An ATV dealer near the farm where Diezel De Rupp died, for instance, has a fun slogan -- "The Super Toy Store" --and markets the danger with a macabre logo, a drawing of a bloody skull. "If you are looking for fast and furious or just something to infuse a little adrenaline into your weekend," says the store's website, "then you have come to the right place."

ATVs like the one Diezel De Rupp was on can go as fast as 65 mph, weigh 500 pounds or more, and are notoriously unstable, but regulations are just a step above those for bicycles, even for kids. Most states set no minimum age for being a passenger or for driving ATVs on private land. While some states prohibit very young kids from operating ATVs on public land, it's generally OK if someone older with a driver's license provides "supervision." Utah is the only Western state with an absolute minimum age -- 8 years old -- for driving four-wheel ATVs on public lands. "They don't like any laws against their great machines," says Rabe.

The industry's ATV Safety Institute recommends relatively small machines for kids, and some states have laws to enforce it. But many families ignore the advice because the small ATVs have less pizzazz and are quickly outgrown. Meanwhile, the industry's institute says that a minimum age (12) should be set only for those driving on public land. Many safety advocates like Rabe want much stricter age limits everywhere. The American Academy of Pediatrics, with 60,000 doctors as members, says flatly: "Children are not developmentally capable of operating these heavy, complex machines. ... No child under the age of 16 should drive or ride an ATV."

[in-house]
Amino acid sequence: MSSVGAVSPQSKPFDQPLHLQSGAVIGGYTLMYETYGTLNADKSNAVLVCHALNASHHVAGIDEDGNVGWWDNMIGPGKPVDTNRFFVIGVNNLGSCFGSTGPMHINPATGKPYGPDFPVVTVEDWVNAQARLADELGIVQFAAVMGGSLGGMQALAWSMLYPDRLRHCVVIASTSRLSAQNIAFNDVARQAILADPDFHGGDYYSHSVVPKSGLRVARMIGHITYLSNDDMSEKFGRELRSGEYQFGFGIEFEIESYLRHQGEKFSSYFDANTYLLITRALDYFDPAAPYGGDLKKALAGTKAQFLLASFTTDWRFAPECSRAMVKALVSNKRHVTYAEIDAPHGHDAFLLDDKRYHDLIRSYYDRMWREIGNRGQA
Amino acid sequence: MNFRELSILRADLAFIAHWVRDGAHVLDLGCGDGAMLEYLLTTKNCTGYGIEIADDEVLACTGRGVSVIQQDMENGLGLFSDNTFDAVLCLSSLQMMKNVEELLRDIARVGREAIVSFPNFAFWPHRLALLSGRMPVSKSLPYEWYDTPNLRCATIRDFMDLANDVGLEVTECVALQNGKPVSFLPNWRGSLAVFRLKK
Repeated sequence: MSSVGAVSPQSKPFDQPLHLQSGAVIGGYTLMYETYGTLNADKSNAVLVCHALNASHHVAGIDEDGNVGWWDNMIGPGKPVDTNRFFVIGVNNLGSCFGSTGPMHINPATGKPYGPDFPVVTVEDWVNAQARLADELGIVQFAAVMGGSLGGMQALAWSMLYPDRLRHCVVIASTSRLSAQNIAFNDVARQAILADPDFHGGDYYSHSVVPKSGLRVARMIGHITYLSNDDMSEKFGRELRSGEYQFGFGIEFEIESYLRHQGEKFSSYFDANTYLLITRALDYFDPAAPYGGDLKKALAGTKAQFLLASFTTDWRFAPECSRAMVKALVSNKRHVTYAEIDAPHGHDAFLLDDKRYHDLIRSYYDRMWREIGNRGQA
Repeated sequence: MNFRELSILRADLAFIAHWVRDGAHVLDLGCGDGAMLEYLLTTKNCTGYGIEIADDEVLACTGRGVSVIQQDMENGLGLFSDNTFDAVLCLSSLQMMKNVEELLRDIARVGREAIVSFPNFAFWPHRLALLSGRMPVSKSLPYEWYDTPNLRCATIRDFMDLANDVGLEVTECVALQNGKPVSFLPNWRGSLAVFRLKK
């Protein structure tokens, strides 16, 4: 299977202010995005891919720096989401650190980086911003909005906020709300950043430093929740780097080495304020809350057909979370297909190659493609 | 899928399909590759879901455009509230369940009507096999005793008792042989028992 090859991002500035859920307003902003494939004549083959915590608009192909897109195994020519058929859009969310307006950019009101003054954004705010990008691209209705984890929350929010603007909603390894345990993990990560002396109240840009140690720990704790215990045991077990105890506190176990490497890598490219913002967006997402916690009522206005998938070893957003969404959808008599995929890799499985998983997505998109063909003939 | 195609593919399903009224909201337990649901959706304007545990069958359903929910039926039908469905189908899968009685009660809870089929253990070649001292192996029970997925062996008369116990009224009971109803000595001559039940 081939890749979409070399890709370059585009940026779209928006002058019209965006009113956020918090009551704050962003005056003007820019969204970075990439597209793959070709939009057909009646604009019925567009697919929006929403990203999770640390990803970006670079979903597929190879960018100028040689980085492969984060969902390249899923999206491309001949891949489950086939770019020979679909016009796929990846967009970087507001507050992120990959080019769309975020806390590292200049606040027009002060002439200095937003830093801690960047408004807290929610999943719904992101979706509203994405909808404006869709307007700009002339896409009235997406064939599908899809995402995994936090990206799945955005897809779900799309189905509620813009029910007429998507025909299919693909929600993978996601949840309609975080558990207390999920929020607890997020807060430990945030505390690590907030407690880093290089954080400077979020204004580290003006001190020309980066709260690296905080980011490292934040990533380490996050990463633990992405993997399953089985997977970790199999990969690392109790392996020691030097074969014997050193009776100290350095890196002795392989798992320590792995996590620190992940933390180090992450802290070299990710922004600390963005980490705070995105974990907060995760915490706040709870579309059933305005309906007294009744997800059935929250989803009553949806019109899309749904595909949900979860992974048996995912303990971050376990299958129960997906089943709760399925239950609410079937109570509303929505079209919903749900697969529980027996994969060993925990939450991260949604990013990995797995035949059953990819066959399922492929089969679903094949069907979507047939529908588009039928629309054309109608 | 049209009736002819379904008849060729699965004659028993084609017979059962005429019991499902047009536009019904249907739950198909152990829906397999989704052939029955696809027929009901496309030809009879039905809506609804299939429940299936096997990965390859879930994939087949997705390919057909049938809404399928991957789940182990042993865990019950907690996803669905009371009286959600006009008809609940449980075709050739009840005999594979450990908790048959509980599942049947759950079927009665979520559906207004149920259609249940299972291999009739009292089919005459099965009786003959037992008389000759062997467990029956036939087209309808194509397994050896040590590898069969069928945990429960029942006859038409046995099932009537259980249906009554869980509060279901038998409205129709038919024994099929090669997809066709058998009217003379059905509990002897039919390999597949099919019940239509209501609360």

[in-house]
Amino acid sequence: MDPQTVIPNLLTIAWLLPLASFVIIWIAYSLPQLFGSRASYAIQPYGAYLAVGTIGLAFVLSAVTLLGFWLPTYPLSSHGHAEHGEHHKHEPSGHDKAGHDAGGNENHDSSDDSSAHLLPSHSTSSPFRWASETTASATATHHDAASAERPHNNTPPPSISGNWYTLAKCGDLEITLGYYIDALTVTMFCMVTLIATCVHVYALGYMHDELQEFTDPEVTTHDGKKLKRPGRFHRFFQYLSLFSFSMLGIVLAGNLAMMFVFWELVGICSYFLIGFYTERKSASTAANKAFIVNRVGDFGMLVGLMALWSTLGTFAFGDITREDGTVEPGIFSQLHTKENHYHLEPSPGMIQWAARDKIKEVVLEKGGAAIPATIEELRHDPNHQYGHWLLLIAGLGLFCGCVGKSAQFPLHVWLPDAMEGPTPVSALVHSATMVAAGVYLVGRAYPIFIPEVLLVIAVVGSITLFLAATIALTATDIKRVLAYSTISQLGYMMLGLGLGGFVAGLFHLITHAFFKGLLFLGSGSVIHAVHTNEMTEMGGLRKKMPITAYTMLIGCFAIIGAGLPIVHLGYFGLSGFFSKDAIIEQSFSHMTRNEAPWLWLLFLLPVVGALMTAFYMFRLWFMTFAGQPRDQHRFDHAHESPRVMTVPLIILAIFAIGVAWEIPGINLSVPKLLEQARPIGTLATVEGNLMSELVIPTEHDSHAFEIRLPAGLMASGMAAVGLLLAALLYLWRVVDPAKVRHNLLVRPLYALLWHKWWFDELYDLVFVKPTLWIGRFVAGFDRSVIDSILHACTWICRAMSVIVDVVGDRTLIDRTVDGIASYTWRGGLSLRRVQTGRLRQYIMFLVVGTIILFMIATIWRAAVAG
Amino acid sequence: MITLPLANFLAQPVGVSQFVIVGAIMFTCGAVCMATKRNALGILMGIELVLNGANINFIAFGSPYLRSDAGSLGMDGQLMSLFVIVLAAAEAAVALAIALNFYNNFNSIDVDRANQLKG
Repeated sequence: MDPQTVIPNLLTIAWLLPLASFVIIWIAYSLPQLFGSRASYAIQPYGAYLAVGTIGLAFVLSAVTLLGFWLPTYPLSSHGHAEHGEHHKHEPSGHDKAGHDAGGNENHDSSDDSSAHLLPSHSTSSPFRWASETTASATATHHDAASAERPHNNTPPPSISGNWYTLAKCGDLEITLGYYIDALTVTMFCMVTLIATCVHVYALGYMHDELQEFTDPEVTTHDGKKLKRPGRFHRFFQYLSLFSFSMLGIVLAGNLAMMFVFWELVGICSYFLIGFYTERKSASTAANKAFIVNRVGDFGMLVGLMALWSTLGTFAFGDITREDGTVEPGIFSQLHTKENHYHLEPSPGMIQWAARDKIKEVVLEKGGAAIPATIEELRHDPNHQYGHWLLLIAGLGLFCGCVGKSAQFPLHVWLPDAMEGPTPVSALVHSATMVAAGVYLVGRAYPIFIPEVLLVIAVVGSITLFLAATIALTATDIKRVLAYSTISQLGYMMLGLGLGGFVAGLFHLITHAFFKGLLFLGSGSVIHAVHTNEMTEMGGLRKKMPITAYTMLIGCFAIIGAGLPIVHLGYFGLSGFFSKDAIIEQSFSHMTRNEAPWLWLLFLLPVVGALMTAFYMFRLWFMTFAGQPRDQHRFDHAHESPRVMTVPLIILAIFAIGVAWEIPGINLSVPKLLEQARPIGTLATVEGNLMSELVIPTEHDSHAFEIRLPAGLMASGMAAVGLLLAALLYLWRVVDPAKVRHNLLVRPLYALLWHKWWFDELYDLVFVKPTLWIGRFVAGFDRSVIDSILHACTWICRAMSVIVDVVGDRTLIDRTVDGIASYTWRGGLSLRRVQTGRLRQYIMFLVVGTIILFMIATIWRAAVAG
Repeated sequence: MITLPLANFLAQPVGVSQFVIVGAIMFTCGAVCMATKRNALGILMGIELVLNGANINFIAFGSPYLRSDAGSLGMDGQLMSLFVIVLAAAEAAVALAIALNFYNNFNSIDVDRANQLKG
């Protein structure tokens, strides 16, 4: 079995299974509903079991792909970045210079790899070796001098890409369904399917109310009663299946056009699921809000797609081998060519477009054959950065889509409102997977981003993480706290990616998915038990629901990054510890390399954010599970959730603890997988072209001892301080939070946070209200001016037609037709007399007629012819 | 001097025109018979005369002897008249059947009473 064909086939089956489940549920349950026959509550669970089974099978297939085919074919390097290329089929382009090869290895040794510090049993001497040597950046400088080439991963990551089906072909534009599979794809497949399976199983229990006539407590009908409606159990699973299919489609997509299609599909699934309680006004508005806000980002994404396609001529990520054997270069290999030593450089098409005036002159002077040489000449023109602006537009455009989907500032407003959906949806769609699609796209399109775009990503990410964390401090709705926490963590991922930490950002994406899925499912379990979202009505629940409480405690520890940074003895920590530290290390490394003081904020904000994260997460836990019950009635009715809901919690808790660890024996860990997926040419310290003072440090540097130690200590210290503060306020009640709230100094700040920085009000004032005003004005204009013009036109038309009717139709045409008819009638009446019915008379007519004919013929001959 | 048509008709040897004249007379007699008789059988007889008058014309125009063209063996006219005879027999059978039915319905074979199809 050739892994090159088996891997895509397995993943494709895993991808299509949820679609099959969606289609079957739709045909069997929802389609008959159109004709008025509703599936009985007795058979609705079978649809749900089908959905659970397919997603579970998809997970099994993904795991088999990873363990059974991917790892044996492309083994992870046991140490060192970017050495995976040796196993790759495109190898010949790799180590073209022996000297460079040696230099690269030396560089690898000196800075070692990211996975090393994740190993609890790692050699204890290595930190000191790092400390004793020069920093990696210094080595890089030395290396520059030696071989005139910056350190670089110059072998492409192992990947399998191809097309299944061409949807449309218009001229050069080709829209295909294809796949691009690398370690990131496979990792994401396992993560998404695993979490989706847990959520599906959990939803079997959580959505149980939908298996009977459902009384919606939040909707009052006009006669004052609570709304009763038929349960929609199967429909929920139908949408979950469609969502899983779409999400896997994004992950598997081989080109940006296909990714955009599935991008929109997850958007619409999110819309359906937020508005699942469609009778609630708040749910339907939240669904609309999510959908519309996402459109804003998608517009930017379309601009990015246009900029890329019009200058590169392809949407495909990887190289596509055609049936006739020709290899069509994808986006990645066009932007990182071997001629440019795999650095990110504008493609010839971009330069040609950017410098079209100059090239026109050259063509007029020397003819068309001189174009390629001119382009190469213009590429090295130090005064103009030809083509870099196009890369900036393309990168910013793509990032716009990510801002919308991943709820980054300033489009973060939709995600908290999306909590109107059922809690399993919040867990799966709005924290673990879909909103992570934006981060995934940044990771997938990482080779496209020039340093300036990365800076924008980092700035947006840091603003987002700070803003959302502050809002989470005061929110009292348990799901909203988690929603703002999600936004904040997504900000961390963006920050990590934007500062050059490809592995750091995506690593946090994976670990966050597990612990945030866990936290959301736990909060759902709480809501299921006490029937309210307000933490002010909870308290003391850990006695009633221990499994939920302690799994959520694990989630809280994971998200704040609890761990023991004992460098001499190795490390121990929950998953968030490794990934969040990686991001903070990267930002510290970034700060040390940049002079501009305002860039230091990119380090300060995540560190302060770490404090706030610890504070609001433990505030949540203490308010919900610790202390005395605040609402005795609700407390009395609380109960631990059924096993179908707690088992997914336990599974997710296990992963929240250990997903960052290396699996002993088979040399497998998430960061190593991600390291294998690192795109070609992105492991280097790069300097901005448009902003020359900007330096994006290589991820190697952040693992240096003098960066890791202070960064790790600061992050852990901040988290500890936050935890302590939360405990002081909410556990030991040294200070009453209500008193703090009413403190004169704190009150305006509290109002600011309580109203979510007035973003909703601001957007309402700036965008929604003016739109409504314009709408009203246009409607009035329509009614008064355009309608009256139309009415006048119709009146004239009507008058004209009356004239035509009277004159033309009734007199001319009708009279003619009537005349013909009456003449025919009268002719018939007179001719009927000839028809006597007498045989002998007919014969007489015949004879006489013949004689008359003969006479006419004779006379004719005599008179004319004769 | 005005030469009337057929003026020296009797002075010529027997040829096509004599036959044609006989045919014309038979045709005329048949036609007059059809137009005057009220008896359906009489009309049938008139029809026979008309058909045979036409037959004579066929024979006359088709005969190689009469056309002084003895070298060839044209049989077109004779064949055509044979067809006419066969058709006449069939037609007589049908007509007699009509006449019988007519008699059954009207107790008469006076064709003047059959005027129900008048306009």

Studies show that states that prohibit young kids from driving ATVs see a reduction in serious injuries. Yet many ATV fans continue to resist such regulations. A few months ago, on Rabe's home turf, the Oregon Senate decided to eliminate a rule that says off-road motorcycle drivers must be at least 7. (That deregulation stalled in the House.)

Verdicts have been reached for three of the defendants in Diezel De Rupp's death. The parents of the 6-year-old driver pled guilty to misdemeanor child abuse in May. A judge found the third grownup not guilty because she was not a parent of either boy. Diezel's father, Jeremy Rupp, faces a trial on the felony charge in August. "Look within the cultural context where this occurred," says Rupp's lawyer, Charlie Fife, noting the popularity of ATVs in rural areas. "No matter where the line is drawn (on regulating ATVs), people are going to be hurt. It's better to leave it to the parents than to bureaucrats." That's the word from this branch of Western libertarianism.

"I haven't seen a single person here who thinks it's outright wrong to have kids on ATVs. They understand there's a risk. Everyone has grown up with it," says David Martinez, the Sterling Journal-Advocate reporter covering the trials. In the father's case, Martinez adds, a lot of people around Sterling believe that "the punishment has already been served."